Tourist Activities

When I’m not working as a Communications Operator down here in McMurdo, I like to pretend like I’m a tourist, seeing the sights and doing tourist things…


On the way to Cape Evans a couple weeks ago we spied 6 little emperor penguins in the distance by Big Razorback Island…

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The curious little dudes waddled their way over to us over the course of about 15 minutes…

Stopping less than 10 feet away to check us out

While we did the same back
Two performed a magical and mesmerizing dance as we watched on.  That’s me in the red coat in front of them.

The sea ice is getting warmer, cracks are getting bigger, and seals are lounging about in greater and greater numbers

And having babies!  Mama and a few day old pup by the pressure ridges in front of Scott Base.

And the placenta remnants from the event!  Skuas have eaten most of it at this point…

Dog skeleton inside the Cape Evans hut.  The opposite of wildlife – domesticated death.


Iconic Cape Evans Hut shot

Even the explorers of the Heroic Age liked to be tour about in their free time!

And only the best for those boys – Brooks Saddles, since 1866

Authentic hundred+ year old toothbrush


Always wondered what it’s like to work in Antarctica?  Come fly on an original 1940’s Basler to the Transantarctic Mountains.  Here, we’ll land on the Lennox King glacier at the “historic” CTAM USAP science support camp.  You’ll assist in digging out 55 gallon fuel drums from a year’s worth of blowing snow with real-life fuelies in smelly Carhartts!  

Skidoo tracks

Fuelie in Carhartts taking a walk



Running the Turkey Trot – a Thanksgiving tradition in McMurdo


The more color and ruffles the faster you run, say the locals!

Action selfie!  Riding one of our new Surly Pugsleys to Willy Field one early morning


Senior photo on the sea ice, Mt. Erebus in the background

Jumping shot at CTAM

Steezin’ on the sea ice by Cape Evans

Being a tourist is great.

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Ice to Ice

In addition to making a lot of fried egg sandwiches…

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This is what I did for the better part of last summer:


The Matanuska Glacier is incredible.  When I wasn’t busy working for MICA Guides, I got a chance to explore and climb on my own as much as my tired self would allow, though it was never enough to satiate.  I don’t think it ever could be.  Prior to this summer I had only visited this 26 mile-long beauty once, more than a decade ago – a standard story for us Anchorageites who live only two hours away.  I had, however, driven by many a time and admired the glacier and her valley almost as one would art – a drive-through scene that was incredible to look at, but I had other places to go.  To get to “know” a tiny part of this dynamic and ever-changing white beast was humbling.  The changes from morning to afternoon and month to month were magical to see and are impossible to capture in photographs.  Here are some views that hopefully do some justice…

View up valley from Lion’s Head.  All of the following photos were taken down valley, to the right this frame.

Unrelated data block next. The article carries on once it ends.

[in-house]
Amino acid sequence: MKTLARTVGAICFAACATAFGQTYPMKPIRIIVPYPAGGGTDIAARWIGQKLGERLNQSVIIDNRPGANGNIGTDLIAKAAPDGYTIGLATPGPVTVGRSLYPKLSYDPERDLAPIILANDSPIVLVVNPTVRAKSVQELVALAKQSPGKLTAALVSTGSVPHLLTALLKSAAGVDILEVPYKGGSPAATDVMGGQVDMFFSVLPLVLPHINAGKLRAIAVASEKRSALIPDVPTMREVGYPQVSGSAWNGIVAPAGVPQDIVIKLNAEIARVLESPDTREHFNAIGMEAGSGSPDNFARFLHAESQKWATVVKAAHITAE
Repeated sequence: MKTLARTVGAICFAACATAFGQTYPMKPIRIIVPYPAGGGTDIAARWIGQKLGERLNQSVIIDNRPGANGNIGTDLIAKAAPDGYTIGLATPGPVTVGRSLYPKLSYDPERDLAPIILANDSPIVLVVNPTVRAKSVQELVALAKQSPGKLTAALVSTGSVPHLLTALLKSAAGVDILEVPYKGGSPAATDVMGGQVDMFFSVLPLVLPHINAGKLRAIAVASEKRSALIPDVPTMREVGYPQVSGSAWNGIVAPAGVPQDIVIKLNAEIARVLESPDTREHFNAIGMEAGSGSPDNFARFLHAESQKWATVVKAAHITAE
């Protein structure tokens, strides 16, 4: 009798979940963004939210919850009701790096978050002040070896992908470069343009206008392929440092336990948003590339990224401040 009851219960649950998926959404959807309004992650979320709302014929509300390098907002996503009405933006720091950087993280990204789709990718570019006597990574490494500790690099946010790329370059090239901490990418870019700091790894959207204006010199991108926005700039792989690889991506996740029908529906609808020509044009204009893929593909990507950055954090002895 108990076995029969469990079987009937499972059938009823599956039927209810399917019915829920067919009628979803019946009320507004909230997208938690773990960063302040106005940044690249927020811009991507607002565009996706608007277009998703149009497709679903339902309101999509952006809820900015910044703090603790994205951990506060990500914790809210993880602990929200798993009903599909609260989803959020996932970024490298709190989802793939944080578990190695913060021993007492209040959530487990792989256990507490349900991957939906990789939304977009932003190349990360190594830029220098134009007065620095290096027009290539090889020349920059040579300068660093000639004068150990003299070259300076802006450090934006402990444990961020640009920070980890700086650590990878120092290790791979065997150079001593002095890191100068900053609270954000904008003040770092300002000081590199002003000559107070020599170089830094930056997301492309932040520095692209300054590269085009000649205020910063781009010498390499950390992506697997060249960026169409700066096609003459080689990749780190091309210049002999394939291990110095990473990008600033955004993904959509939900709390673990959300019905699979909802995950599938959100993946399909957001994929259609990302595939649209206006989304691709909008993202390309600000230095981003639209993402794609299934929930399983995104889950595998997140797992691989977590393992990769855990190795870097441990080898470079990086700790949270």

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Rocks are an integral part of all glaciers and the amount of them on the terminal part of the Matanuska is huge.  To see the interplay between the ice and rock on a day to day basis is so cool. 

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Ice climbing is rad…

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Exploring up glacier on a sunny day was dreamy.  

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I heart Matanuska Glacier!!!

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I’m now back at McMurdo Station, Antarctica now for my third austral summer season.  More ice!  In between here and there Tex and I went on a post-work AK road trip that included McCarthy/ Kennicott.  The Root and Kennicott glaciers are similar in many ways to the Matanuska, but hugely different at the same time.  WOW!

The terminal moraine of the Kennicott and Root glaciers is crazy.  That is all rock-covered ice.

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The rocks on the way to the glacier were so spectacular we had to force ourselves not to stop every couple minutes to pick one up and show and tell it!

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Evening hike along the Kennicott moraine

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A gorgeous day on the Root

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And that brings me to the other end of the world where I write this now in the middle of the starless night.


The sun has set for the last time until February 21st, 2016.  Before that happened we had some spectacular mid-night skies and I was lucky enough to be working night shift and awake to see them, though sometimes only from my office window…

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Back home in crazy McMurdo!  Scenes from town, sea ice and ice shelf…

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Doin’ it

Biking, eating and repeating!  Left Homer this morning for a 5 day adventure back to Anchorage!    Vamping in my new Astro van with Aleks last night on the Spit Driftwood fire getting ready for sauerkraut and curry mustard laden campfire polish dogs    Moments before departing this morning!   My first stop in Anchor Point.  The epitomy of the clear-cut and pave all flat land mentality that seems to pervade this area.  Lunch stop.  Gorgeous.  Fare: rice, beans, avocado & salsa mixed up in a plastic bag.  Delish. What a treat to stay with friends and being able To travel light sans tent, etc!   Arrived at Josh an Katie’s in Sterling a few hours ago.  I promptly indulged in a Sierra Nevada pale ale and BBQ Kettle chips (I had been dreaming of chips and beer for the last  couple hours of my ride) before we baked off Katie’s homemade pita bread for amazing flank steak gyros.  Yesssss!  Eating WELL on the bluff.  View from my room. So thankful for an awesome day of riding and amazing friends at the end of it!

Castle Rock

A two-mile hike from McMurdo, Castle Rock is a beautiful rock outcropping and lovely escape from the hustle bustle of industrial McMurdo.  A seemingly short walk, I’ve always managed to make this into a longer trip with multiple warm-up snack stops at the two warming huts, a.k.a. apples, along the way.